TOTAL CURRENT ASSETS
    19,561,176       102,069  
NON-CURRENT ASSETS
               
   PROPERTY, PLANT and EQUIPMENT, net (Note 4)
    0       9,790  
   Loan Receivable
    1,574,654       0  
TOTAL ASSETS
    21,135,830       111,859  
CURRENT LIABILITIES
               
   Accounts Payable and Accrued Liabilities (Note 5)
    535,594       531,975  
   Notes Payable (Note 6)
    0       856,909  
    TOTAL CURRENT LIABILITIES
    535,594       1,388,884  
NON-CURRENT LIABILITIES
               
   Notes Payable (Note 6)
    995,912       0  
 TOTAL LIABILITIES
    1,531,506       1,388,884  
Going Concern (Note 1)
               
Commitments (Note 8)
               
Related Party Transactions (Note 13)
               
STOCKHOLDERS’ DEFICIENCY
               
Common Stock: $ 0.0001 par value,
               
Authorized: 250,000,000 shares; Issued and outstanding
               
September 30, 2011: 95,935,047 and 2012: 89,036,000 (Notes 9,11,12)
    8,904       9,594  
   Additional paid-in capital
    38,568,360       17,593,112  
   Deficit
    (19,122,924 )     (19,045,635 )
   Accumulated Other Comprehensive Loss
    (5,518 )     (5,265 )
   Non-controlling Interest (Note 7)
    155,502       171,169  
TOTAL STOCKHOLDERS’ EQUITY/ (DEFICIENCY)
    19,604,324       (1,277,025 )
TOTAL LIABILITIES AND STOCKHOLDERS’ EQUITY/DEFICIENCY
  $ 21,135,830     $ 111,859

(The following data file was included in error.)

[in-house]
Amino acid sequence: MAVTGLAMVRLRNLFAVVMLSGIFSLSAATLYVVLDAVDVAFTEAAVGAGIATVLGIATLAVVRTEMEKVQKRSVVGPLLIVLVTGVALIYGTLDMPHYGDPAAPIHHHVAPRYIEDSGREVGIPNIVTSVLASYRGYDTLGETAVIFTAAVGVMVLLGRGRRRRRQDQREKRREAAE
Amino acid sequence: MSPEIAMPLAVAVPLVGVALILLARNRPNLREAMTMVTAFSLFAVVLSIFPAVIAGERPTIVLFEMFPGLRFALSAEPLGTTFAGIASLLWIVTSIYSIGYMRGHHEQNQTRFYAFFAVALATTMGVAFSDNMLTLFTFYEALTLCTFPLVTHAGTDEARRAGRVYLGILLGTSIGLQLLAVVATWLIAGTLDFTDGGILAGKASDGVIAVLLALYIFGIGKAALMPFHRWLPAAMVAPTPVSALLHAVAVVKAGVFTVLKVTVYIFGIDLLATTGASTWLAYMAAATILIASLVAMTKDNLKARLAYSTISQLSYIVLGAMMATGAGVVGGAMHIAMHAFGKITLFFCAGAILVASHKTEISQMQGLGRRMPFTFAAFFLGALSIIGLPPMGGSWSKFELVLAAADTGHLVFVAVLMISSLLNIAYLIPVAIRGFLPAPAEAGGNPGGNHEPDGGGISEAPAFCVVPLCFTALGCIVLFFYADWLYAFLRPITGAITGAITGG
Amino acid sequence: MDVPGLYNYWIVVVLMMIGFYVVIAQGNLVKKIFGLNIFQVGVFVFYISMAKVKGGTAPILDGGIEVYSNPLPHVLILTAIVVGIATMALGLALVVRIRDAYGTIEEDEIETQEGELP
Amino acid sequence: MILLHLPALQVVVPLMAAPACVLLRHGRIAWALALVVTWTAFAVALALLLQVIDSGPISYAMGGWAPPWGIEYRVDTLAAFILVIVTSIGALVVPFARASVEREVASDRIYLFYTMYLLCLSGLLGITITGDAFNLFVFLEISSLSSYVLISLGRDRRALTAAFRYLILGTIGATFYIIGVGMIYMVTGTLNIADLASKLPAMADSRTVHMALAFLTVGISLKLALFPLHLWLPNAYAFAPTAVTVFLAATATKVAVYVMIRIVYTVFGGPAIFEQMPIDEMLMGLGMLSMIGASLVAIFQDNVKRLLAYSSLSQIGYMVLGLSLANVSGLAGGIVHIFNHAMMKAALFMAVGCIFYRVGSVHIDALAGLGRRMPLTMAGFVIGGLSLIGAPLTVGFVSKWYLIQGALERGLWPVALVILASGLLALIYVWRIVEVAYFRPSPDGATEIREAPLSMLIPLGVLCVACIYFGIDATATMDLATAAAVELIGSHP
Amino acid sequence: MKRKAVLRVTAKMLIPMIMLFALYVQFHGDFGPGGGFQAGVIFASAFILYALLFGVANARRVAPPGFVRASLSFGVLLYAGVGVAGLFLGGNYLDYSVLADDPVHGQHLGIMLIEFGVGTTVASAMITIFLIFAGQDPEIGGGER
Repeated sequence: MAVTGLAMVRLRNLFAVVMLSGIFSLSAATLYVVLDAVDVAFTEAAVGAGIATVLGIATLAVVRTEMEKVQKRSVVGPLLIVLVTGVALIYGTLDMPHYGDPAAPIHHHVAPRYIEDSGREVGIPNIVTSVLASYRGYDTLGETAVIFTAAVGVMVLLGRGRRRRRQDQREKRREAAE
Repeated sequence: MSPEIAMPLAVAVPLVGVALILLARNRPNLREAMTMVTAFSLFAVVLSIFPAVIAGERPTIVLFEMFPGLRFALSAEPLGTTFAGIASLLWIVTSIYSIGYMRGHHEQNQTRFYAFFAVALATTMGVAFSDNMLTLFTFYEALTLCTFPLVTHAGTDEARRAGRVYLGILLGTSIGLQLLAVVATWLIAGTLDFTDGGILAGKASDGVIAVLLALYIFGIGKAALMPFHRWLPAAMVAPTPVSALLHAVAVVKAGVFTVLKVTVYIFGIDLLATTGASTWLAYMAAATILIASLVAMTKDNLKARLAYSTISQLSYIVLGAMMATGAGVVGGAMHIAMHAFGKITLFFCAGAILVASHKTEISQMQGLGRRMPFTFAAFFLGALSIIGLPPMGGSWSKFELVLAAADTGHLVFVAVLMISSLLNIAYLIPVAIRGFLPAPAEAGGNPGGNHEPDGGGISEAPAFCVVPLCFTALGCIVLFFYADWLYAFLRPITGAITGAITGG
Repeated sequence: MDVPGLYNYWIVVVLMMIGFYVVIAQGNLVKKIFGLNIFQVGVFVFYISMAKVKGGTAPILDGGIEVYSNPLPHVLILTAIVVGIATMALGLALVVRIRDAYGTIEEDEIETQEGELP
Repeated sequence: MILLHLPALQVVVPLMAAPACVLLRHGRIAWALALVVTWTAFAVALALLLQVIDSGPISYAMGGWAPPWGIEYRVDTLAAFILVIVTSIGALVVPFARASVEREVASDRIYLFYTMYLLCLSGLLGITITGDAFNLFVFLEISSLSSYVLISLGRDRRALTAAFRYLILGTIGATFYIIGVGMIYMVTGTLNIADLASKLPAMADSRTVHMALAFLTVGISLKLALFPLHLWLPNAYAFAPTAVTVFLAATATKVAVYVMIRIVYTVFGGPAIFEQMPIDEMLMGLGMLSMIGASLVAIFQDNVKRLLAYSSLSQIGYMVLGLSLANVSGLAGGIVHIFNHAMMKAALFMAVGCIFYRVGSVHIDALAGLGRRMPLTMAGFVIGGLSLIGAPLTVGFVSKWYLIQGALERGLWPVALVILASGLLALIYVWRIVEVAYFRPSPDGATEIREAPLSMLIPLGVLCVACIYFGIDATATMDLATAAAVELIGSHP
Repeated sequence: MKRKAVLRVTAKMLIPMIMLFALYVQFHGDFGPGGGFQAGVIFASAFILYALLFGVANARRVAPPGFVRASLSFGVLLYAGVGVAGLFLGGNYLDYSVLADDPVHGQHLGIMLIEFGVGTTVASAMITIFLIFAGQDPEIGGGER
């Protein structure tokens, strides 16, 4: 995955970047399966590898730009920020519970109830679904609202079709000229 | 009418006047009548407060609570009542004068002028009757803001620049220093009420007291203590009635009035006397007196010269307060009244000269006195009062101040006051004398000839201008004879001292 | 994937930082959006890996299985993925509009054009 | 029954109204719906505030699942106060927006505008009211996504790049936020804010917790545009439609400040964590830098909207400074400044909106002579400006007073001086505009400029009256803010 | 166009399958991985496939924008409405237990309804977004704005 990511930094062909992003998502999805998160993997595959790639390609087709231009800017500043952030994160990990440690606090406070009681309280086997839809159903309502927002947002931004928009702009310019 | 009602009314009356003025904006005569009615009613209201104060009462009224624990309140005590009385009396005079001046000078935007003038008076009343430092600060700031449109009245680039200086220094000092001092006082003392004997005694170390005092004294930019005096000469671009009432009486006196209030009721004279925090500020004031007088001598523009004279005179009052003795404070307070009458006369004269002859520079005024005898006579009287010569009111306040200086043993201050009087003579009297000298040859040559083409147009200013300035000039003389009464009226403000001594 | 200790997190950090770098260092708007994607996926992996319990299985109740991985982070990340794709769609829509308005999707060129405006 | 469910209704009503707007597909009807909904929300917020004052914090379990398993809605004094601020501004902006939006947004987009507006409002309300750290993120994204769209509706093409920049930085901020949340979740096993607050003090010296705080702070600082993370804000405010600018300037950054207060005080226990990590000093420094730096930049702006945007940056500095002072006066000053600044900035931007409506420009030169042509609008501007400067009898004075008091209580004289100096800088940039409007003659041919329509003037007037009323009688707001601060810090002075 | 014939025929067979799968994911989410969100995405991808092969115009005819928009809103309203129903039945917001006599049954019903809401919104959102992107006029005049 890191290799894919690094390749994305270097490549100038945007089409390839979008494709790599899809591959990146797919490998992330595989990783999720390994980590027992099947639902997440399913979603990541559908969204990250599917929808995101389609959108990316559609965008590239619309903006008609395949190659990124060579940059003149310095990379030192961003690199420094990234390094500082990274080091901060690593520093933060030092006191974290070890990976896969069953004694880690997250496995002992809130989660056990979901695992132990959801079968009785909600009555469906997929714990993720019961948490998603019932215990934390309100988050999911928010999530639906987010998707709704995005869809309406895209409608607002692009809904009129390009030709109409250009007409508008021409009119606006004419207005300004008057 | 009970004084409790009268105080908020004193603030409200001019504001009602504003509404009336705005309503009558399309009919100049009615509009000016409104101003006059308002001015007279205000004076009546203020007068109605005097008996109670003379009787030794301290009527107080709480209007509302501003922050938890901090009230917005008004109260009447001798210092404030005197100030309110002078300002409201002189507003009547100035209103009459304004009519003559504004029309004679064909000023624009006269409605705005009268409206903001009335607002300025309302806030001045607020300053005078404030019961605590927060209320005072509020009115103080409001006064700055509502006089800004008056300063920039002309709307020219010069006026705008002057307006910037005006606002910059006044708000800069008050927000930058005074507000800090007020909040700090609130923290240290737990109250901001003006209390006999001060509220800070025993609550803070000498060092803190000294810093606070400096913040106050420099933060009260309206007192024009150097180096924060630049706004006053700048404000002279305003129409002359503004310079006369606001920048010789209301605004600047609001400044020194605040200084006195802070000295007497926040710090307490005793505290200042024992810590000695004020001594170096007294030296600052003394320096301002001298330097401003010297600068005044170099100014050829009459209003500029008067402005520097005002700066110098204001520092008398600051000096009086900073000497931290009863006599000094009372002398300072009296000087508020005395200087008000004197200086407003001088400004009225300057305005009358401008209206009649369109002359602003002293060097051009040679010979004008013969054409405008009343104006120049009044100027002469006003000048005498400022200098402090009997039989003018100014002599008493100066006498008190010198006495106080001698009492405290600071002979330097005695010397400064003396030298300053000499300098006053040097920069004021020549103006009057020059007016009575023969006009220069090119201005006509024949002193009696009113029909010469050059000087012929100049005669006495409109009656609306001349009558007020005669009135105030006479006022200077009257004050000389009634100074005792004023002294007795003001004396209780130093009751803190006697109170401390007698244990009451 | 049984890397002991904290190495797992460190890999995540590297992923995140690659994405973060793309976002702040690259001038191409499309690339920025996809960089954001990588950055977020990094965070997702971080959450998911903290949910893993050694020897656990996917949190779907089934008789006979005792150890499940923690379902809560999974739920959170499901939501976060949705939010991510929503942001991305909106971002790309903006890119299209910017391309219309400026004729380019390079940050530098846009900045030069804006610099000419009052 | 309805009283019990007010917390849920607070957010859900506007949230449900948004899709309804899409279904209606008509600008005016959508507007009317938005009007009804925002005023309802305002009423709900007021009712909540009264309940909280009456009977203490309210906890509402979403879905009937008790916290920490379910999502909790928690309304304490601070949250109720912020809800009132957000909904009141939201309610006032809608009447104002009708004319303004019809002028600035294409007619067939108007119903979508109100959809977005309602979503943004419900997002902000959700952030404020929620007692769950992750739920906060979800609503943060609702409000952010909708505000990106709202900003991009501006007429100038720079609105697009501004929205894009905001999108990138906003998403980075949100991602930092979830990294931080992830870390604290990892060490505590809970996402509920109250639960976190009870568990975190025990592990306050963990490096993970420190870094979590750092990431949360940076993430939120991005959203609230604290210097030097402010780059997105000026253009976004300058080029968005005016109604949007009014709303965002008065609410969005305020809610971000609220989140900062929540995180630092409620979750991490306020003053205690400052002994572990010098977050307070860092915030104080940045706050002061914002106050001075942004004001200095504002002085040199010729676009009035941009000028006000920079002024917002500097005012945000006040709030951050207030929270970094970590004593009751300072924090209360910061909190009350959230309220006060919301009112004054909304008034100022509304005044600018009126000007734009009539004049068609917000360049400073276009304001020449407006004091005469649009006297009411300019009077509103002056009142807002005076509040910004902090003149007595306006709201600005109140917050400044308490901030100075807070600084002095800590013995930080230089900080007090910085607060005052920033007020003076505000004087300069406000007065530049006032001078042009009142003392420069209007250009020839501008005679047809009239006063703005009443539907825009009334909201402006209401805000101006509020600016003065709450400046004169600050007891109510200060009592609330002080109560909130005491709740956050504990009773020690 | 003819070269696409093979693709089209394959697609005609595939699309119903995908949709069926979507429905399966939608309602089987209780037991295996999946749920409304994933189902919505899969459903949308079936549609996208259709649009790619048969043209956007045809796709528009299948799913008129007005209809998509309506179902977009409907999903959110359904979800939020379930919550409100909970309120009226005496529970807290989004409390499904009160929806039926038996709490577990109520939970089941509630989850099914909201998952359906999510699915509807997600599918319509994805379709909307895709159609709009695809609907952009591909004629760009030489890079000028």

Signed: Michael Lee
 
Signed: Dr. Ford Moore
 
Director
Director
 
The accompanying notes are an integral part of these consolidated financial statements
 
 
F-3

 
 
ALPHARx, INC.
CONSOLIDATED STATEMENTS OF OPERATIONS AND COMPREHENSIVE LOSS
FOR THE YEARS ENDED SEPTEMBER 30, 2012 AND 2011
(All amounts in US Dollars)
 
   
2012
   
2011
 
                 
License Fees and Royalties
  $ 166,803     $ 158,166  
Consulting Revenues
    0       25,337  
TOTAL REVENUES
    166,803       183,503  
General and Administrative Expenses
    404,791       374,676  
Research and Development Expenses
            16,609  
Depreciation
    2,280       33,698  
LOSS FROM OPERATIONS
    (240,268 )     (241,480 )
OTHER INCOME
               
Other Income
    244,325       83,292  
Interest Income
    682          
OTHER EXPENSES
               
Interest Expense, net
    (97,632 )     (103,872 )
LOSS BEFORE INCOME TAXES
    (92,893 )     (262,060 )
Income Tax (Note 10)
    -       -  
Net Loss
    (92,893 )     (262,060 )
Net Income/(Loss) attributable to Non-controlling interests
    15,604          
Net Gain/(Loss) attributable to AlphaRx Inc. Stockholders
    (77,289 )     (262,060 )
                 
 Comprehensive Loss
               
Net Gain/(Loss)
    (92,893 )     (262,060 )
Translation Adjustment
    (315 )     (3,726 )
Comprehensive Gain/(Loss)
    (93,208 )     (265,786 )
Less: Comprehensive Loss Attributable to Non-Controlling Interests
    (63 )     (745 )
                 
Comprehensive Gain/(Loss) Attributable to AlphaRx Inc. Stockholders
    (93,271 )     (266,531 )
Per Share Data
               
Net Loss Per Share, basic and diluted
  $ (0.0031 )   $ (0.014 )
Weighted Average Number of Common Shares Outstanding
    *25,023,148       *18,960,489  
 
*The 2012 and 2011 Weighted Average Number of Common Shares Outstanding was retroactively restated to reflect the 1 for 5 reverse-split on May 29, 2012 when the FINRA approved this transaction.
 
The accompanying notes are an integral part of these consolidated financial statements
 
 
F-4

 
 
ALPHARx, INC.
CONSOLIDATED STATEMENTS OF CHANGES IN STOCKHOLDERS’ EQUITY/(DEFICIENCY)
FOR THE YEARS ENDED SEPTEMBER 30, 2012 AND 2011
(All amounts in US Dollars)
 
   
Common Stock
    Additional     Accumulated
Other Com-
         
Total
AlphaRx Inc.
   
Non-